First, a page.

Shady woodland spring stars

This is Uvularia grandiflora, commonly known as large-flowered bellwort.  It is a wildflower native to eastern North America and can be found as far west as Manitoba and the Dakotas, and as far north as Quebec, and as far south as Georgia and Lousiana.  It flowers in May with languorous yellow bell-shaped blooms and I caught this specimen, among many, on a walk a couple of weeks ago close to Wakefield, Quebec.  It is a favourite nectar source for several different varieties of bees.

It grows up to 18 – 20″ tall and will stay green throughout the summer if the location is shaded and the soil remains moist; otherwise, it will act as an ephemeral.

The great white trillium or white wakerobin (Trillium grandiflorum) is, of course, the official flower of Ontario.  In my youth, I remember that it was illegal to take plants from the woods and they were certainly never sold in the nurseries so these plants were always considered magical and temperamental.  It is true that raised from seed, trilliums take 20 months to emerge as seedlings from the soil, making their propagation a long-term commitment for any gardener!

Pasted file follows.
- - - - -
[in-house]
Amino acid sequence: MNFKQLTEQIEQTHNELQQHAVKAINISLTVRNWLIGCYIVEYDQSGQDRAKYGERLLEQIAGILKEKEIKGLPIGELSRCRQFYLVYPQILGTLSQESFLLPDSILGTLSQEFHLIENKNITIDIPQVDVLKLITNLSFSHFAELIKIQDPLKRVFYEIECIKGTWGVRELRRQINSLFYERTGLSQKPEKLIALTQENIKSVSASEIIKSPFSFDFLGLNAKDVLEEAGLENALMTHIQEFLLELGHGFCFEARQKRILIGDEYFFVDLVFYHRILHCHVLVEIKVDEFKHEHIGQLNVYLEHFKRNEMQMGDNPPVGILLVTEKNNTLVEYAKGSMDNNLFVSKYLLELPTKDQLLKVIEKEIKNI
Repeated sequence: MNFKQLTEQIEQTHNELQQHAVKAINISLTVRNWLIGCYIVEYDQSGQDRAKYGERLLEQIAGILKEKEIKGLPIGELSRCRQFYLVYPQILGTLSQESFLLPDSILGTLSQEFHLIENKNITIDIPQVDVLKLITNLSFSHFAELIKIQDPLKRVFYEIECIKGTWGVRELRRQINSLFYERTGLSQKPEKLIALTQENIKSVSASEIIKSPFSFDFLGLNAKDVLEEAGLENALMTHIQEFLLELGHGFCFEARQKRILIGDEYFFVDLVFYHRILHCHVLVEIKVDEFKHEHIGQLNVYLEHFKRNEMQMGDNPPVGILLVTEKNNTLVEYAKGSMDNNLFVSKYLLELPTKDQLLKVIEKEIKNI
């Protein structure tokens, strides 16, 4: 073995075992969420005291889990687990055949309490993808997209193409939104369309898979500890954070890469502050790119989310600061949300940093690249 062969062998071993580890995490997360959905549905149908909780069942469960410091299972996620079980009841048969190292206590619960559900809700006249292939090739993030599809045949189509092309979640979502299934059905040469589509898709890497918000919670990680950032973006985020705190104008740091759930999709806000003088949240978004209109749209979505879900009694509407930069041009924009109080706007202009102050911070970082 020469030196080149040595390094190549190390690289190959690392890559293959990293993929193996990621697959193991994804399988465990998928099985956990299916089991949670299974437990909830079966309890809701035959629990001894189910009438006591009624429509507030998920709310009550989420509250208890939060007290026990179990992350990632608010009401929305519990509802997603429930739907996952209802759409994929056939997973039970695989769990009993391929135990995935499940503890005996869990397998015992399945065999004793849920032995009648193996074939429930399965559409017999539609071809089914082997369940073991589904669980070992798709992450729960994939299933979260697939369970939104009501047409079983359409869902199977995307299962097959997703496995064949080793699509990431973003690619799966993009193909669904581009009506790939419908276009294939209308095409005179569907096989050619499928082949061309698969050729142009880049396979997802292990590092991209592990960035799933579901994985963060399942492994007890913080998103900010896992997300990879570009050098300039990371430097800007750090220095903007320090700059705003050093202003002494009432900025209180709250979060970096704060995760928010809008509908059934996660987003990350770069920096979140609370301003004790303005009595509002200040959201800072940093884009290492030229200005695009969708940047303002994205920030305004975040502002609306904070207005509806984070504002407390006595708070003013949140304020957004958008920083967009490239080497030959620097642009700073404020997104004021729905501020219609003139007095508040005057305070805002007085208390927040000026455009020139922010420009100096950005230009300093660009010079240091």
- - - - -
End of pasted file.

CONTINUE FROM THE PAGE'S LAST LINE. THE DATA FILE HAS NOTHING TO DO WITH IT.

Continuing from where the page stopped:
These natives are ephemeral and disappear after flowering and going to seed, so their placement is best marked so they’re not disturbed during any autumn digging in the garden.

Do you have a favourite wildflower in your garden?

2 thoughts on “Shady woodland spring stars”

Leave a Reply

Fill in your details below or click an icon to log in: Logo

You are commenting using your account. Log Out /  Change )

Google+ photo

You are commenting using your Google+ account. Log Out /  Change )

Twitter picture

You are commenting using your Twitter account. Log Out /  Change )

Facebook photo

You are commenting using your Facebook account. Log Out /  Change )


Connecting to %s